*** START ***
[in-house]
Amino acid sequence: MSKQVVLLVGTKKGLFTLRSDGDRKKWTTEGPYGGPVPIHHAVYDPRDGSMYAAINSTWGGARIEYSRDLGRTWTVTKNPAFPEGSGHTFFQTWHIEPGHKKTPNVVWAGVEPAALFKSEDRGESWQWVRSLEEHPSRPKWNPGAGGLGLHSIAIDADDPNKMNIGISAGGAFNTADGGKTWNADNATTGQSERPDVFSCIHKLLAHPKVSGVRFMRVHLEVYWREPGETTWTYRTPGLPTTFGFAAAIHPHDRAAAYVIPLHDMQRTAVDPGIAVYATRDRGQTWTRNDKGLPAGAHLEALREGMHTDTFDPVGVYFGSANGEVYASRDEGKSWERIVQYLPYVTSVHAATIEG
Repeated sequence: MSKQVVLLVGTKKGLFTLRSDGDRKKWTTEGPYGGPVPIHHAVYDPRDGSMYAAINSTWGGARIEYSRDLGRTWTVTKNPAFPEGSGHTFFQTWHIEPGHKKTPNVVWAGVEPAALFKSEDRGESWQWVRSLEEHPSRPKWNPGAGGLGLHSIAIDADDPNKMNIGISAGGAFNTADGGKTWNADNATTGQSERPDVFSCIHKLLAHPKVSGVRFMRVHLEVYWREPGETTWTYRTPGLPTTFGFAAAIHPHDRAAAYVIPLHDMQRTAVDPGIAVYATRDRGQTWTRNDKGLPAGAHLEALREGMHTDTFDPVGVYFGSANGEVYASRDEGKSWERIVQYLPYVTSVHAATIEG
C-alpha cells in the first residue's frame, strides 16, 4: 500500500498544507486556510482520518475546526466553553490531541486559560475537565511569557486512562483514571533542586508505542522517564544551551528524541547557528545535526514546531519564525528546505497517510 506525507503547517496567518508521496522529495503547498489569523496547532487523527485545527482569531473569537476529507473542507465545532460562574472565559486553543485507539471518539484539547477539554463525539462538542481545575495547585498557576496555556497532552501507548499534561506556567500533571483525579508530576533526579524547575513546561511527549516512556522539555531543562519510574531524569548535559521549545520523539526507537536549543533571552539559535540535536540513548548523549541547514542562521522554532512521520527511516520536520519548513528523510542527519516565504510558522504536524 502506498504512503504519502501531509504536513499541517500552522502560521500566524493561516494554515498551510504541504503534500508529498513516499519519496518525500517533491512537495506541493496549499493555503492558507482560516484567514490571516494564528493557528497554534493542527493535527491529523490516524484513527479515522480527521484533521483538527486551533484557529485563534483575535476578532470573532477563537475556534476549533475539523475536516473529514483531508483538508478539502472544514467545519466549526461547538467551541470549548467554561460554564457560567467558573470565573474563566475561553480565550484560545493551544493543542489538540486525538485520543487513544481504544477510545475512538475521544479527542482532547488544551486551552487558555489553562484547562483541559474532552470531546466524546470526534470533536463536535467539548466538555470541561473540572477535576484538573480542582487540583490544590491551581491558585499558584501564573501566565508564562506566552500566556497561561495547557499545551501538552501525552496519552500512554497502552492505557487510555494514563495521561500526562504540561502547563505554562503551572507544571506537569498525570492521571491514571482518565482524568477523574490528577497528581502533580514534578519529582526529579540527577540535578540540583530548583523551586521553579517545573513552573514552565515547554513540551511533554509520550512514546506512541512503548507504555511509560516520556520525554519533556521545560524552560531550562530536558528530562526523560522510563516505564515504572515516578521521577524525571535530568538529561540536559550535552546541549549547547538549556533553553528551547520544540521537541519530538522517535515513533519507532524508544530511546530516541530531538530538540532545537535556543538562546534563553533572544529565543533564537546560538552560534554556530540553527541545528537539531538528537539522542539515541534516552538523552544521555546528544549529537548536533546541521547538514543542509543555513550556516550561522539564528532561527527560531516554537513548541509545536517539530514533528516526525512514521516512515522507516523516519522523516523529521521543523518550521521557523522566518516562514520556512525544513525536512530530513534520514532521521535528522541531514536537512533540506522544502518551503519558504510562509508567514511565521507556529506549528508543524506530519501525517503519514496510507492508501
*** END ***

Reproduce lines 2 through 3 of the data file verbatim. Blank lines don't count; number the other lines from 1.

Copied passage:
Amino acid sequence: MSKQVVLLVGTKKGLFTLRSDGDRKKWTTEGPYGGPVPIHHAVYDPRDGSMYAAINSTWGGARIEYSRDLGRTWTVTKNPAFPEGSGHTFFQTWHIEPGHKKTPNVVWAGVEPAALFKSEDRGESWQWVRSLEEHPSRPKWNPGAGGLGLHSIAIDADDPNKMNIGISAGGAFNTADGGKTWNADNATTGQSERPDVFSCIHKLLAHPKVSGVRFMRVHLEVYWREPGETTWTYRTPGLPTTFGFAAAIHPHDRAAAYVIPLHDMQRTAVDPGIAVYATRDRGQTWTRNDKGLPAGAHLEALREGMHTDTFDPVGVYFGSANGEVYASRDEGKSWERIVQYLPYVTSVHAATIEG
Repeated sequence: MSKQVVLLVGTKKGLFTLRSDGDRKKWTTEGPYGGPVPIHHAVYDPRDGSMYAAINSTWGGARIEYSRDLGRTWTVTKNPAFPEGSGHTFFQTWHIEPGHKKTPNVVWAGVEPAALFKSEDRGESWQWVRSLEEHPSRPKWNPGAGGLGLHSIAIDADDPNKMNIGISAGGAFNTADGGKTWNADNATTGQSERPDVFSCIHKLLAHPKVSGVRFMRVHLEVYWREPGETTWTYRTPGLPTTFGFAAAIHPHDRAAAYVIPLHDMQRTAVDPGIAVYATRDRGQTWTRNDKGLPAGAHLEALREGMHTDTFDPVGVYFGSANGEVYASRDEGKSWERIVQYLPYVTSVHAATIEG